It is not easy for the common people, who hardly look at even 100 million won (roughly 100,000 US dollars) in cash in their life, to realize how much money a trillion won is. To imagine the physical size of a trillion won is helpful in this case. When we pile up 100 million won in ten-thousand-won notes, the height reaches about 110 meters. A total of 237 million won in ten-thousand-won notes is necessary to reach as high as Mt. Namsan. The height of one trillion won is equivalent to that of sum of Mt. Everest, Mt. Halla, and Mt. Namsan.
Overseas cash outflows for traveling abroad and medical services last year were estimated at more than 17 trillion won. It is understood that the money is equivalent to 174 Mt. Namsans on the basis of ten-thousand notes spent on a trip abroad, 309 Mt. Namsans on study abroad, and 220 Mt. Namsans on business services, including advertising medical and judicial affairs. Of course, it is hard to consider that all the money had been squandered. Some amounts of money will contribute to elevating the quality of human capital and creating higher added value in domestic industries.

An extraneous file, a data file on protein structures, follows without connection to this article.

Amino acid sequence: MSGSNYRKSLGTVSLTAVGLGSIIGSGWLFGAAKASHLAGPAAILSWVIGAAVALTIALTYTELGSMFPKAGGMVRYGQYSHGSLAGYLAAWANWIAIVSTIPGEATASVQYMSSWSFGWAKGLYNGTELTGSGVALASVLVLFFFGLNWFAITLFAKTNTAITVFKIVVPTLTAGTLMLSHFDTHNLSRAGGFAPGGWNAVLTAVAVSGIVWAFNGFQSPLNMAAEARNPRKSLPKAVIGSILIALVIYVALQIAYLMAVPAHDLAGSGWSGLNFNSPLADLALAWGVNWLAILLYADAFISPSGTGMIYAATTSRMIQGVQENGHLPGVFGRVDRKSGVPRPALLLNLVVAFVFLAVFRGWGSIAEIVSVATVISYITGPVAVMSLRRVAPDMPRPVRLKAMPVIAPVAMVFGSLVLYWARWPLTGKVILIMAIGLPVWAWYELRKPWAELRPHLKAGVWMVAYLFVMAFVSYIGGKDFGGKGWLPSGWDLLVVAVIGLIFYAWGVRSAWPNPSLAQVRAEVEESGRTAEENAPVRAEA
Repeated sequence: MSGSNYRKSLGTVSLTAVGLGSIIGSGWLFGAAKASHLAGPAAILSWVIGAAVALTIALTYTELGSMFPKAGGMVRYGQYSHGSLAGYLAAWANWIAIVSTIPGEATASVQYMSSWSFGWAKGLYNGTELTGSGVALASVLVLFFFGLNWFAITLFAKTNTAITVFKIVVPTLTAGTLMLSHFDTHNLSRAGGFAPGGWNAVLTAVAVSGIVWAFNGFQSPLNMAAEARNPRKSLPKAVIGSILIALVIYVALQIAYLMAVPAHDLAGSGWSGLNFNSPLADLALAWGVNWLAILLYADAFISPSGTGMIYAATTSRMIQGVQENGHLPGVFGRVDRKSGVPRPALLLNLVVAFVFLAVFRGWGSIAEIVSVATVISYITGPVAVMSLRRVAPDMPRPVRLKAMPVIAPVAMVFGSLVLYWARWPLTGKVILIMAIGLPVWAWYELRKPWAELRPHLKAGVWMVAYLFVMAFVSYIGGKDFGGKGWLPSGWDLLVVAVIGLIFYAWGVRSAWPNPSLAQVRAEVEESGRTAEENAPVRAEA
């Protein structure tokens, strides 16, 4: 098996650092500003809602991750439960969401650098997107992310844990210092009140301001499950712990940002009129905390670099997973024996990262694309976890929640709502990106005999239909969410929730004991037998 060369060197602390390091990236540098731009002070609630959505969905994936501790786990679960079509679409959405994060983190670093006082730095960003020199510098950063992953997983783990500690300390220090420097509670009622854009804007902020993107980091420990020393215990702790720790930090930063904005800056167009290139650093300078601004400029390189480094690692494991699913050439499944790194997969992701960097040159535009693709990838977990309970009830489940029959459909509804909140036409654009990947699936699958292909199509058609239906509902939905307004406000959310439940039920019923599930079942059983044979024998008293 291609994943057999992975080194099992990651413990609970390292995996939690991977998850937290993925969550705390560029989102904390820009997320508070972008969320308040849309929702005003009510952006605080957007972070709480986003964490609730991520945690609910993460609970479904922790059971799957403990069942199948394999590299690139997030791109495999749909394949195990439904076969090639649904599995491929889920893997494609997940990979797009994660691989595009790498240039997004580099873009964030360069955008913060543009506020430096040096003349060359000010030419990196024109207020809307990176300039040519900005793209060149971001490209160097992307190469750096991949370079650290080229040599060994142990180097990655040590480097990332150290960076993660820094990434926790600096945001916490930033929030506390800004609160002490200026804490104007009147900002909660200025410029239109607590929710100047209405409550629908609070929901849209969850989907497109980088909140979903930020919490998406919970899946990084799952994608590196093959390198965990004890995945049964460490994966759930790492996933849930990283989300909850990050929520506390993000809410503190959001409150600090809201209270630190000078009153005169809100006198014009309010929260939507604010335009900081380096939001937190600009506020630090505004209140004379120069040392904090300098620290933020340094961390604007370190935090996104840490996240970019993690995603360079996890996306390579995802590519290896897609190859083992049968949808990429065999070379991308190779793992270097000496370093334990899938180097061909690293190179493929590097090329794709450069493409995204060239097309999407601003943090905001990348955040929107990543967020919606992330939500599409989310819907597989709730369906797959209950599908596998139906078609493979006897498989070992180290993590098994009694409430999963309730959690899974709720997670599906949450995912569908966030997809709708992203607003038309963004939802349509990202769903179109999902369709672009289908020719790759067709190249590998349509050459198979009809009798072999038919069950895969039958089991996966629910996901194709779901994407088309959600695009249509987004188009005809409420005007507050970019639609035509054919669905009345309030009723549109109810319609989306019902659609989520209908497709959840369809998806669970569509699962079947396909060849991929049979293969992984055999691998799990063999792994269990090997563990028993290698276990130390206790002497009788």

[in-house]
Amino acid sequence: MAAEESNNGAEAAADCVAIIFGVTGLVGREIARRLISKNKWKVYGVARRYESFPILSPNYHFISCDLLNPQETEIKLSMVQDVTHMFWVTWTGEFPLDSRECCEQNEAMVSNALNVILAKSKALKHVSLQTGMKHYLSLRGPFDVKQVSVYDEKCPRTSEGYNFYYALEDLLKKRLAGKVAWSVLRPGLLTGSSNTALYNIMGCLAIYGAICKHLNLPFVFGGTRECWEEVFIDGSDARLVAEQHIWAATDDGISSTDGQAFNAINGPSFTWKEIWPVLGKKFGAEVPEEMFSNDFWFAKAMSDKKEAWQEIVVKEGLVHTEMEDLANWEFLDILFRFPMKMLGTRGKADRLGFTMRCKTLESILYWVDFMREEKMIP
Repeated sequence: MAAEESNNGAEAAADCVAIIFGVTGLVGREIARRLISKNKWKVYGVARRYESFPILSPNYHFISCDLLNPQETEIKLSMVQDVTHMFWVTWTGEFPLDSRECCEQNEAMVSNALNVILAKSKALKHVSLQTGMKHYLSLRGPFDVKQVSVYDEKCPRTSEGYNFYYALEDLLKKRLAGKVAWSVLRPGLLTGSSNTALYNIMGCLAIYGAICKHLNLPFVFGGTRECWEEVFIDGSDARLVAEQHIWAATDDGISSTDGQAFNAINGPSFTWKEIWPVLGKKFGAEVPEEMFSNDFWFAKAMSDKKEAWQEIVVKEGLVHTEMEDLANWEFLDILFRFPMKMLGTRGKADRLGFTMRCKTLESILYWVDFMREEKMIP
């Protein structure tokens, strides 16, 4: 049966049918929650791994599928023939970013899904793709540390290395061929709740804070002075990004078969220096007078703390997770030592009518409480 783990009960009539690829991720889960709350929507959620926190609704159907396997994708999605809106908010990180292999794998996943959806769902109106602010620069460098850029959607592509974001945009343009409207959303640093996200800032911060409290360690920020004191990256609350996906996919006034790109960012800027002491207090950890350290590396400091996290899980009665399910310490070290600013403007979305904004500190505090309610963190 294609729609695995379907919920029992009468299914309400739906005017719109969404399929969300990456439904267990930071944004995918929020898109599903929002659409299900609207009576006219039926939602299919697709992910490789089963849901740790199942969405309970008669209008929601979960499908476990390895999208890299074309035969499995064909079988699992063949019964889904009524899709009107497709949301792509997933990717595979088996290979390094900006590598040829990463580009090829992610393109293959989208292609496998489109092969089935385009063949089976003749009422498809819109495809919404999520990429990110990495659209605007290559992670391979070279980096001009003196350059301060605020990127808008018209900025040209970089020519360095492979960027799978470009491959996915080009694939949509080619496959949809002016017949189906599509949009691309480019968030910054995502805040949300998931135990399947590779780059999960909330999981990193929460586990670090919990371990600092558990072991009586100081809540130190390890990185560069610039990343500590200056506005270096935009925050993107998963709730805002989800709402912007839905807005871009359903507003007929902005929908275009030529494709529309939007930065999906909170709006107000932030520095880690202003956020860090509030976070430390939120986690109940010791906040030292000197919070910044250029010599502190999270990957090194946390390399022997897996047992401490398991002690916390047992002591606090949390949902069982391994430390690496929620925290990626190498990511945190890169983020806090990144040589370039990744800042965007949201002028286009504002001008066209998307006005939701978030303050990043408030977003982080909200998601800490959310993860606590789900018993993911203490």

Nevertheless, the reason for having an unsatisfied feeling is because if this money was spent domestically, our economy would not have suffered from the serious depression that it is now. It is said that if 17 trillion won was circulated within the country, the GDP growth rate would be raised by 1.9 percentage points. When calculating this in jobs, this is equivalent to the amount needed to relieve more than 90,000 unemployed people. We have to make money circulate within the country instead of letting it flow abroad in order to boost the economy in the future.
The problem is how to do it. It can be partly effective if the government discloses its situation to the people, saying please spend your money within the country during the Lunar New Year. However, there is a limit on appealing to patriotism in the country, which intends to be an open and trade-oriented economy in the era of unavoidable globalization. The basic solution is to enhance competitiveness in educational, medical, and legal industries as well as tourism and leisure industries through their gradual opening, and to make an atmosphere in which the rich can spend their money within the country. Market protection is meaningful only when overseas and domestic markets are clearly distinguished. The crossbar of protectionism is useless in an environment where consumers frequent the border, looking for better services on their own.
Editorial, Cheon Gwang-am, email@example.com